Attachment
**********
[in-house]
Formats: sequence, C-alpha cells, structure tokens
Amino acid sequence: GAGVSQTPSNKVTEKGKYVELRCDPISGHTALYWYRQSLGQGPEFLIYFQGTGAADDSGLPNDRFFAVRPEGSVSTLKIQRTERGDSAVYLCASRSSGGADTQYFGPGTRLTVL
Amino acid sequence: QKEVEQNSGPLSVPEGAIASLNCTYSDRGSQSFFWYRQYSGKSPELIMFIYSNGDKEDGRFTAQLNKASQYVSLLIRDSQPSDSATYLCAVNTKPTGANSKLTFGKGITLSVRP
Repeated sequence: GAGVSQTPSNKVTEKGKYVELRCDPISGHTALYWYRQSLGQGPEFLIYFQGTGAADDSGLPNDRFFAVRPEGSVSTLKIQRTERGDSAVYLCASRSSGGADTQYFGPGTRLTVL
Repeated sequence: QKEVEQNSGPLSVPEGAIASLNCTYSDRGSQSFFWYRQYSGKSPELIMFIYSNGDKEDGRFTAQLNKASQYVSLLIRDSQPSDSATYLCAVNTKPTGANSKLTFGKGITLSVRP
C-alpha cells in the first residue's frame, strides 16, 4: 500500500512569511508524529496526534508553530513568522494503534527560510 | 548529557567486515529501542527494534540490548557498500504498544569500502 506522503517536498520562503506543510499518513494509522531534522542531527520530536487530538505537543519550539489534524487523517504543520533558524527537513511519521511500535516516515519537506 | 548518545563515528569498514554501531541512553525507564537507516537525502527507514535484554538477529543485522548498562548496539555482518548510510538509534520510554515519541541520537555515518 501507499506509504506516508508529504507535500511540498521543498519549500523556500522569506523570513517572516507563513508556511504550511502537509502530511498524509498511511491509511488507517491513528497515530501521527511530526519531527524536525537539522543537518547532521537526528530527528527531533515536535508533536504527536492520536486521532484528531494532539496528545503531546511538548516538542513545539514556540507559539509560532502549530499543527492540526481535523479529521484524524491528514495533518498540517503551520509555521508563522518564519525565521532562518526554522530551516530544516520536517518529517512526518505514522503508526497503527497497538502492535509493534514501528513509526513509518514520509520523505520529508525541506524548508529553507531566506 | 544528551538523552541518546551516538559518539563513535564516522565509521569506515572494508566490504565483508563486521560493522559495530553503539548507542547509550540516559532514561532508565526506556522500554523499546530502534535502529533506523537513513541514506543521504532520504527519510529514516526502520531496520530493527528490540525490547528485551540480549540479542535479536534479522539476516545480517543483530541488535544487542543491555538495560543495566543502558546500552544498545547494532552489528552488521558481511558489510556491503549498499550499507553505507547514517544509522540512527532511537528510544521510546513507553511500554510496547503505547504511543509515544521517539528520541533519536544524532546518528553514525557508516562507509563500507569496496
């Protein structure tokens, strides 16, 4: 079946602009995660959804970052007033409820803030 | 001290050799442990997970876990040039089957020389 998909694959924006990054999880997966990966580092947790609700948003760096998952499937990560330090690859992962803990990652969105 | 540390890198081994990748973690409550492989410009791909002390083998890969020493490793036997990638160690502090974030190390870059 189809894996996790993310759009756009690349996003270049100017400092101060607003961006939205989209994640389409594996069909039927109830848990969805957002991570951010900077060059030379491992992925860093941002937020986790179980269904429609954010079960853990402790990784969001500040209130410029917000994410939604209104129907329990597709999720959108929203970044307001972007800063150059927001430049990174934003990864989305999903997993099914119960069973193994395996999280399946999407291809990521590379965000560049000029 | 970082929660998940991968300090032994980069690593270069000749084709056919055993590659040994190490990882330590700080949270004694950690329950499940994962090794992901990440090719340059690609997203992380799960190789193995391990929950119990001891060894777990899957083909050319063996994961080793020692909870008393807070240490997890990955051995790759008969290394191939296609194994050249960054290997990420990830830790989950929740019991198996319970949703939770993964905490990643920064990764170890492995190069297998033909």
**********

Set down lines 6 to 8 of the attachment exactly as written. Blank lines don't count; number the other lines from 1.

Repeated sequence: QKEVEQNSGPLSVPEGAIASLNCTYSDRGSQSFFWYRQYSGKSPELIMFIYSNGDKEDGRFTAQLNKASQYVSLLIRDSQPSDSATYLCAVNTKPTGANSKLTFGKGITLSVRP
C-alpha cells in the first residue's frame, strides 16, 4: 500500500512569511508524529496526534508553530513568522494503534527560510 | 548529557567486515529501542527494534540490548557498500504498544569500502 506522503517536498520562503506543510499518513494509522531534522542531527520530536487530538505537543519550539489534524487523517504543520533558524527537513511519521511500535516516515519537506 | 548518545563515528569498514554501531541512553525507564537507516537525502527507514535484554538477529543485522548498562548496539555482518548510510538509534520510554515519541541520537555515518 501507499506509504506516508508529504507535500511540498521543498519549500523556500522569506523570513517572516507563513508556511504550511502537509502530511498524509498511511491509511488507517491513528497515530501521527511530526519531527524536525537539522543537518547532521537526528530527528527531533515536535508533536504527536492520536486521532484528531494532539496528545503531546511538548516538542513545539514556540507559539509560532502549530499543527492540526481535523479529521484524524491528514495533518498540517503551520509555521508563522518564519525565521532562518526554522530551516530544516520536517518529517512526518505514522503508526497503527497497538502492535509493534514501528513509526513509518514520509520523505520529508525541506524548508529553507531566506 | 544528551538523552541518546551516538559518539563513535564516522565509521569506515572494508566490504565483508563486521560493522559495530553503539548507542547509550540516559532514561532508565526506556522500554523499546530502534535502529533506523537513513541514506543521504532520504527519510529514516526502520531496520530493527528490540525490547528485551540480549540479542535479536534479522539476516545480517543483530541488535544487542543491555538495560543495566543502558546500552544498545547494532552489528552488521558481511558489510556491503549498499550499507553505507547514517544509522540512527532511537528510544521510546513507553511500554510496547503505547504511543509515544521517539528520541533519536544524532546518528553514525557508516562507509563500507569496496
């Protein structure tokens, strides 16, 4: 079946602009995660959804970052007033409820803030 | 001290050799442990997970876990040039089957020389 998909694959924006990054999880997966990966580092947790609700948003760096998952499937990560330090690859992962803990990652969105 | 540390890198081994990748973690409550492989410009791909002390083998890969020493490793036997990638160690502090974030190390870059 189809894996996790993310759009756009690349996003270049100017400092101060607003961006939205989209994640389409594996069909039927109830848990969805957002991570951010900077060059030379491992992925860093941002937020986790179980269904429609954010079960853990402790990784969001500040209130410029917000994410939604209104129907329990597709999720959108929203970044307001972007800063150059927001430049990174934003990864989305999903997993099914119960069973193994395996999280399946999407291809990521590379965000560049000029 | 970082929660998940991968300090032994980069690593270069000749084709056919055993590659040994190490990882330590700080949270004694950690329950499940994962090794992901990440090719340059690609997203992380799960190789193995391990929950119990001891060894777990899957083909050319063996994961080793020692909870008393807070240490997890990955051995790759008969290394191939296609194994050249960054290997990420990830830790989950929740019991198996319970949703939770993964905490990643920064990764170890492995190069297998033909």